Unfortunately, several potential pop-ups in the works for the 2016 meeting in Baltimore ended up falling through. We missed having them in our exhibit hall, and we think our attendees did too–which is why we’ve decided now is the time to take a more active role in giving your creative, unconventional ideas room to grow.

What, exactly, is a pop-up?

That’s up to you! If you’re interested in putting together a pop-up but aren’t quite sure where to start, those from previous conferences offer good templates. However, NCPH has no specific expectations in terms of format or content. The beauty of pop-ups is that they can be what their organizers need them to be. We merely ask that they be visual and interactive and that they offer attendees a fundamentally different experience than they would get during a breakout or poster session. You can set up shop in the commons area of the exhibit hall for two hours, half a day, or a full day depending on the scope of your project. You can crowd-source an exhibit, share a collection or project you’re working on and ask attendees to evaluate it, or inspire attendees to write, draw, build, or play. The possibilities are endless.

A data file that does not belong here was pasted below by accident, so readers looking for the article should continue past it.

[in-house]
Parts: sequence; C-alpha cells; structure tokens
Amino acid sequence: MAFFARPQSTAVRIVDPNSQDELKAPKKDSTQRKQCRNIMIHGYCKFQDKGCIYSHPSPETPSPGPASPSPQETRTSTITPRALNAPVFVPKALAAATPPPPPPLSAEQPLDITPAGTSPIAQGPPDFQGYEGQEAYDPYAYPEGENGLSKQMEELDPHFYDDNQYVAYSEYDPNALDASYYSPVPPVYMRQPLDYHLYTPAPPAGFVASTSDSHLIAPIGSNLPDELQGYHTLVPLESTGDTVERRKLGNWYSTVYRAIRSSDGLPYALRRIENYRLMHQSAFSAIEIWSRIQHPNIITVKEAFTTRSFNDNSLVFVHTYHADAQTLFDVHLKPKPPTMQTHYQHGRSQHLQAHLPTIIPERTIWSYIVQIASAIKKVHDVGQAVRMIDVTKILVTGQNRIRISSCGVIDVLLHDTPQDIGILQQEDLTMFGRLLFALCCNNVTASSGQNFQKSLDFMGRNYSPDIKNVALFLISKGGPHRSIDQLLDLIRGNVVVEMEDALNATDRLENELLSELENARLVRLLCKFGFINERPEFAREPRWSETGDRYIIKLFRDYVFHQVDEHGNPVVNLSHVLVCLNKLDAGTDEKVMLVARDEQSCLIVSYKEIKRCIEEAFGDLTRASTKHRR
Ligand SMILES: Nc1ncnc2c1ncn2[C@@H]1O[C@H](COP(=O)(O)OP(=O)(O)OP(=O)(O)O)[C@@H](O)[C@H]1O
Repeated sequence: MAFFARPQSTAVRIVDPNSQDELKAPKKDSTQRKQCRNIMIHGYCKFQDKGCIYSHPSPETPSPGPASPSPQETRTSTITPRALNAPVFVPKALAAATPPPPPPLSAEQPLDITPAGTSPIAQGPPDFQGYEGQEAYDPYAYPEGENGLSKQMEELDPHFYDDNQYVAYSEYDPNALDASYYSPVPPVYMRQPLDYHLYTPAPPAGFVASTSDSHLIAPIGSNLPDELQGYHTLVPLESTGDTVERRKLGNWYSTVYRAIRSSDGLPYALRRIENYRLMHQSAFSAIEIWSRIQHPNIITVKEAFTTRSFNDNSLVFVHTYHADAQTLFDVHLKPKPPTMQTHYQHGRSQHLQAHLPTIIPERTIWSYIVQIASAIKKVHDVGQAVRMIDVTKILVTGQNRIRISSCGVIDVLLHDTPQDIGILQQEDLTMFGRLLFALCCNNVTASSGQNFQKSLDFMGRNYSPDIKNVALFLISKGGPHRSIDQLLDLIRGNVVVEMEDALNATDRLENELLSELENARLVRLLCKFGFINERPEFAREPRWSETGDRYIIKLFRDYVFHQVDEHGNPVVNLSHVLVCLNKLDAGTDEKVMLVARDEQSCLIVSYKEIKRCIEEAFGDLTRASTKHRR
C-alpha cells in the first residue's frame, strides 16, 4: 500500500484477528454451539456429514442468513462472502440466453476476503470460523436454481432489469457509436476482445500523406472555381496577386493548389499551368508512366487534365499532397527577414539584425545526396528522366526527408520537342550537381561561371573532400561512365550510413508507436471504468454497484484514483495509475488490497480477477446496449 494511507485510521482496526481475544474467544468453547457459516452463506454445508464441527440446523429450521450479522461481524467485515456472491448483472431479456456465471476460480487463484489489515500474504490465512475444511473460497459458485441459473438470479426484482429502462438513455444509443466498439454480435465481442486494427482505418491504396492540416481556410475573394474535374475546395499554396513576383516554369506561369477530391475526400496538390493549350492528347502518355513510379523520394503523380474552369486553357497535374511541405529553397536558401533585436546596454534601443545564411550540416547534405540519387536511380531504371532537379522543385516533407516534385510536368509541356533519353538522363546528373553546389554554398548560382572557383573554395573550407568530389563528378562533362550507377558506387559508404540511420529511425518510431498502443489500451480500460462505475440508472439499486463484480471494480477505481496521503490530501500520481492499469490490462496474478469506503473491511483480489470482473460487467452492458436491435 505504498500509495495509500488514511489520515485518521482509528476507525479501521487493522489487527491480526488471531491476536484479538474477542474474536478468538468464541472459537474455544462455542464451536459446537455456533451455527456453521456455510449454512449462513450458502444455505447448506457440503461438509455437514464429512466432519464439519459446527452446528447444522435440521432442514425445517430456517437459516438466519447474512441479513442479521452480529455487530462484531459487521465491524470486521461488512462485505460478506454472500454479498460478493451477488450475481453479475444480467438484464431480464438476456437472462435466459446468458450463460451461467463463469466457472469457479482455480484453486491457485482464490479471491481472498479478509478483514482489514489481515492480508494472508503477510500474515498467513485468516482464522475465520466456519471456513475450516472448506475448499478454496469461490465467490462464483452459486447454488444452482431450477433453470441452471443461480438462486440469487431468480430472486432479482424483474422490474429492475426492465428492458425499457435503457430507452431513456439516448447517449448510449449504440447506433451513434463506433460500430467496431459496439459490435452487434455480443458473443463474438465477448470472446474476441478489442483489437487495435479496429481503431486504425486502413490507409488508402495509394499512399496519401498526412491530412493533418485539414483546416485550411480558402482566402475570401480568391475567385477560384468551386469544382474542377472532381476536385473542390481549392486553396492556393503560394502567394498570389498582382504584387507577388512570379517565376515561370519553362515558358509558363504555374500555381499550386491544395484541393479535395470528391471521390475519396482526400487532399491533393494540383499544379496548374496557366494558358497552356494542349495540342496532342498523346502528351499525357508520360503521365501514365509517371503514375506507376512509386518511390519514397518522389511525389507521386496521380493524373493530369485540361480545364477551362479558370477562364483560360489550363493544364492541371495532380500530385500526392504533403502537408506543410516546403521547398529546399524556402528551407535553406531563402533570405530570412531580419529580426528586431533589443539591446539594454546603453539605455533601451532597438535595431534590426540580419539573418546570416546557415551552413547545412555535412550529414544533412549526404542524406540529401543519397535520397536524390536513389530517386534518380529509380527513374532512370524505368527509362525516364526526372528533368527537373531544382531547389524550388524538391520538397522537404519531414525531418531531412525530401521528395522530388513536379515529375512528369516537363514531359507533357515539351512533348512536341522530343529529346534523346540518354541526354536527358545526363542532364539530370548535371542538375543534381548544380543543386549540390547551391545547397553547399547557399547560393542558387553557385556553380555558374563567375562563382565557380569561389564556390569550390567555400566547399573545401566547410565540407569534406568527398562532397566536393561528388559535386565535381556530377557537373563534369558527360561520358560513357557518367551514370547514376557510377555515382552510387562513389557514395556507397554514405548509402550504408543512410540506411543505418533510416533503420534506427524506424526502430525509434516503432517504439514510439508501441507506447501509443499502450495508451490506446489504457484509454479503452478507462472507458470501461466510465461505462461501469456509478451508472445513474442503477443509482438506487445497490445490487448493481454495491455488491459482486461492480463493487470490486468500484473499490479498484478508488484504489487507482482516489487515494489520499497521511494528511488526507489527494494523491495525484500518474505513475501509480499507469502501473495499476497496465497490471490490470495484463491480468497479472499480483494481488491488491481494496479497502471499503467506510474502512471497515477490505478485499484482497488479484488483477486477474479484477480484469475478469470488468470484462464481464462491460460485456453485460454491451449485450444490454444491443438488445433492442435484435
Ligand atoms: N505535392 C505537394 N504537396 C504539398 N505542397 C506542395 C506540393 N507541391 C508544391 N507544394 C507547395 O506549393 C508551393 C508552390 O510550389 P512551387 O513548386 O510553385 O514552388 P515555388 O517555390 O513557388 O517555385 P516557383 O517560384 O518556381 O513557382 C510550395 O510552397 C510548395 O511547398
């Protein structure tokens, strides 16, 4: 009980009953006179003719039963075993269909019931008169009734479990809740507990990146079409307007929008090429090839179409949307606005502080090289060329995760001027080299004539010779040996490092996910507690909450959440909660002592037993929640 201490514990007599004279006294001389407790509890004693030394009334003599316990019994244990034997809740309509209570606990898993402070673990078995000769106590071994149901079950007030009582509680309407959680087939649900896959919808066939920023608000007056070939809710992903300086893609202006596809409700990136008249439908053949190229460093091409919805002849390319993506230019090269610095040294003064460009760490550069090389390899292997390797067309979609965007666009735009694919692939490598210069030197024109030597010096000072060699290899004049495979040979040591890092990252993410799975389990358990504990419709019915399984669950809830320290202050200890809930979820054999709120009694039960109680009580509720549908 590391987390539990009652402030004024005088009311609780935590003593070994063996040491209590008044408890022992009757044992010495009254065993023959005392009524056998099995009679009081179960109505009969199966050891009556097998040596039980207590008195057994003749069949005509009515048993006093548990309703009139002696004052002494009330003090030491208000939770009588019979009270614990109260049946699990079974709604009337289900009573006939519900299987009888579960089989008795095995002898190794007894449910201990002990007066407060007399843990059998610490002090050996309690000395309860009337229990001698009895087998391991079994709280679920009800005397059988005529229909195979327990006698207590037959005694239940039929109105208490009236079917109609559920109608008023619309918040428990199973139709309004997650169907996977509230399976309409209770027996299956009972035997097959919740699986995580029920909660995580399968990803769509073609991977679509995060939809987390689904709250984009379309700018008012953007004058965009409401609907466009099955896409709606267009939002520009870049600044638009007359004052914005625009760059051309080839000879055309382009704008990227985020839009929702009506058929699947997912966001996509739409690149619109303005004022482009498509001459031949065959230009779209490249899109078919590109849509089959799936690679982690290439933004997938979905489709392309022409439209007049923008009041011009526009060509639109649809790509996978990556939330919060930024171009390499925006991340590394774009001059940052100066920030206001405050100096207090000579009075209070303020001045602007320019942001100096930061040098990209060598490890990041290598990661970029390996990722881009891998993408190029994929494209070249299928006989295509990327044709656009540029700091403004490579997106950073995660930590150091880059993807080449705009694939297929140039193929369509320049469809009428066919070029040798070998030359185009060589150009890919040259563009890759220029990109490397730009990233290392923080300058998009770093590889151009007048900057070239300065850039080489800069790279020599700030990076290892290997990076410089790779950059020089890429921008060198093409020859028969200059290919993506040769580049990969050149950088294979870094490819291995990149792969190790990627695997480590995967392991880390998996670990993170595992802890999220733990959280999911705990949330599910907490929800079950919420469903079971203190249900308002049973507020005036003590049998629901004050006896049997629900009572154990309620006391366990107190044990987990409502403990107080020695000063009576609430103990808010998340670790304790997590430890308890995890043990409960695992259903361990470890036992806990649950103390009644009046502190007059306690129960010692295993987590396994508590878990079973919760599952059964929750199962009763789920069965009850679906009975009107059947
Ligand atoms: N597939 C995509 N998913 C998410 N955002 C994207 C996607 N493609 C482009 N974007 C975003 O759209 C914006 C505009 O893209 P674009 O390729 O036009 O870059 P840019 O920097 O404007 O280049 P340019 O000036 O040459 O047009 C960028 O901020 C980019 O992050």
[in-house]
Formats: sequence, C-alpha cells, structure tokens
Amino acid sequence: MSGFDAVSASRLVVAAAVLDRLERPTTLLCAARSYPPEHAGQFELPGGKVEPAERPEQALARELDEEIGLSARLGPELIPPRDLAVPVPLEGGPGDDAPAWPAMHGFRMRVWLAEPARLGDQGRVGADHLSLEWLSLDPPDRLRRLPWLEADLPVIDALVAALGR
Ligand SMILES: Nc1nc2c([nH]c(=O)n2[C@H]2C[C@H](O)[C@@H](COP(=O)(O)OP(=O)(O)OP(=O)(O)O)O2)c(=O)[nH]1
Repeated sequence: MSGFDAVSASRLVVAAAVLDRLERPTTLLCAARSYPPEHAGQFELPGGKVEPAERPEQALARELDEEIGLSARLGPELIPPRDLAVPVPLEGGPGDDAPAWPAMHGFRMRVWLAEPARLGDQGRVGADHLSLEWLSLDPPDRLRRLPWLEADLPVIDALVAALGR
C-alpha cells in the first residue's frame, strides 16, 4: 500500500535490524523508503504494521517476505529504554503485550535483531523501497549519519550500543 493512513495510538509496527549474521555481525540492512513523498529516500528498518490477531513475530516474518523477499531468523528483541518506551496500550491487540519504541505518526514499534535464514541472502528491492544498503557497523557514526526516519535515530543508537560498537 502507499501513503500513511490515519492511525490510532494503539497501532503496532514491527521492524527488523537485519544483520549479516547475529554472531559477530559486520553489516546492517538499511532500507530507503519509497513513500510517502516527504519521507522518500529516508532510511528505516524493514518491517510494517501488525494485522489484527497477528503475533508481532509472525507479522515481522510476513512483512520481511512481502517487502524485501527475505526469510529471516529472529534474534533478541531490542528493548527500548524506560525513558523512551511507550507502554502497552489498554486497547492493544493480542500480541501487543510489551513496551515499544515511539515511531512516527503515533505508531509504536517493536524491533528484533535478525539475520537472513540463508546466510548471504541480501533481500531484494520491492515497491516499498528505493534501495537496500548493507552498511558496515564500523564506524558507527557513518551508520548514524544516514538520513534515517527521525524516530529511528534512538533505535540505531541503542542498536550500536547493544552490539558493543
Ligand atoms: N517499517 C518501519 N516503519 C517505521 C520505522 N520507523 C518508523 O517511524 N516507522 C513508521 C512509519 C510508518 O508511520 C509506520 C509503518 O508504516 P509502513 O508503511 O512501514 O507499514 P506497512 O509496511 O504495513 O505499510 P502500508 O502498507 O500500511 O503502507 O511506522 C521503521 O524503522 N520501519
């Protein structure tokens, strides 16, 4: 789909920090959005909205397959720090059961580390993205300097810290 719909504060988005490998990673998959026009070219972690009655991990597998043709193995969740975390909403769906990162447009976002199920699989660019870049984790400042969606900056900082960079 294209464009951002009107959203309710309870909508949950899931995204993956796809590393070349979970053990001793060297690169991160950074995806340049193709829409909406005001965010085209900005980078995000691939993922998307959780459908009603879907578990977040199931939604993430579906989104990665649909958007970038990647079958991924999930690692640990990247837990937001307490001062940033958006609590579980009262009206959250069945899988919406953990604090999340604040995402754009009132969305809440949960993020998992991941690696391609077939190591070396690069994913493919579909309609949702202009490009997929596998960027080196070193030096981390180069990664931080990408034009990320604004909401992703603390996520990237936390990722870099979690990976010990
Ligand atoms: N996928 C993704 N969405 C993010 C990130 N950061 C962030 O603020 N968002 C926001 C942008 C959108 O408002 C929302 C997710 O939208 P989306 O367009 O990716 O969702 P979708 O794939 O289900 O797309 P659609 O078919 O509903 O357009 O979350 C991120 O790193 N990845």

Why should I propose a pop-up?

Pop-ups are ideal for people who are still looking for a way to get on the official Program for Indianapolis, or for anyone who is already presenting as part of a session or working group but thinks that an aspect of their work might really shine in a more interactive and informal format. In the past, pop-ups have been student-friendly opportunities, and they’re also a low-pressure way to dip your toes into presenting at an NCPH conference if you’ve never done so. This format might be especially well-suited to museums and organizations looking to share their programming with public historians and Indianapolis locals who want to help attendees get to know the city better.

Finally, if you’ve had a look at the preliminary Program and think there’s something missing that public historians should be talking about, this is your chance to make it happen. NCPH is your professional organization, this is your conference, and we want it to reflect the topics and issues important to you.

To submit a proposal for a pop-up, please see the Call for Pop-Ups. Proposals are due by January 15, 2017. Program Committee co-chairs Peter Liebhold and John Sprinkle will evaluate proposals and make their selections by early February, a deadline selected to ensure that pop-ups will be listed in the revised digital and onsite printed Program. If you have any questions about pop-ups or just want to float an idea before you officially propose it, send me an email at [email protected].

~ Meghan Hillman is NCPH’s program assistant.